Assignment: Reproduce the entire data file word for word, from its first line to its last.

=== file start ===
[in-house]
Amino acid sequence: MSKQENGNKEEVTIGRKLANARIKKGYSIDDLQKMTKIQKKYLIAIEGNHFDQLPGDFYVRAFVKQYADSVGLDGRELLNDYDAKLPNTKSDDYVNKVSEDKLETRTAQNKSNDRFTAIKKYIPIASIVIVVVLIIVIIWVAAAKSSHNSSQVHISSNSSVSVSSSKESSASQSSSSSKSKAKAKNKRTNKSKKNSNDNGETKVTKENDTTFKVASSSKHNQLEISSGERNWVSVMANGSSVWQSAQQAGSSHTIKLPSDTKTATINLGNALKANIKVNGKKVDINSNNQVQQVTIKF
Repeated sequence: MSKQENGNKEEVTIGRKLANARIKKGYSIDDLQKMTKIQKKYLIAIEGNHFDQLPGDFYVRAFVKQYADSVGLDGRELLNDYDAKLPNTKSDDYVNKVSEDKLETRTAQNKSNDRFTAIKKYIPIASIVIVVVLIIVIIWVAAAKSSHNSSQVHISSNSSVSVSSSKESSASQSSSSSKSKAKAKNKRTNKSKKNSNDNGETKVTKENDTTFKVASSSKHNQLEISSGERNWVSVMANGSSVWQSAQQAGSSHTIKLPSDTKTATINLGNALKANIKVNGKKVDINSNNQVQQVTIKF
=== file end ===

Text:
[in-house]
Amino acid sequence: MSKQENGNKEEVTIGRKLANARIKKGYSIDDLQKMTKIQKKYLIAIEGNHFDQLPGDFYVRAFVKQYADSVGLDGRELLNDYDAKLPNTKSDDYVNKVSEDKLETRTAQNKSNDRFTAIKKYIPIASIVIVVVLIIVIIWVAAAKSSHNSSQVHISSNSSVSVSSSKESSASQSSSSSKSKAKAKNKRTNKSKKNSNDNGETKVTKENDTTFKVASSSKHNQLEISSGERNWVSVMANGSSVWQSAQQAGSSHTIKLPSDTKTATINLGNALKANIKVNGKKVDINSNNQVQQVTIKF
Repeated sequence: MSKQENGNKEEVTIGRKLANARIKKGYSIDDLQKMTKIQKKYLIAIEGNHFDQLPGDFYVRAFVKQYADSVGLDGRELLNDYDAKLPNTKSDDYVNKVSEDKLETRTAQNKSNDRFTAIKKYIPIASIVIVVVLIIVIIWVAAAKSSHNSSQVHISSNSSVSVSSSKESSASQSSSSSKSKAKAKNKRTNKSKKNSNDNGETKVTKENDTTFKVASSSKHNQLEISSGERNWVSVMANGSSVWQSAQQAGSSHTIKLPSDTKTATINLGNALKANIKVNGKKVDINSNNQVQQVTIKF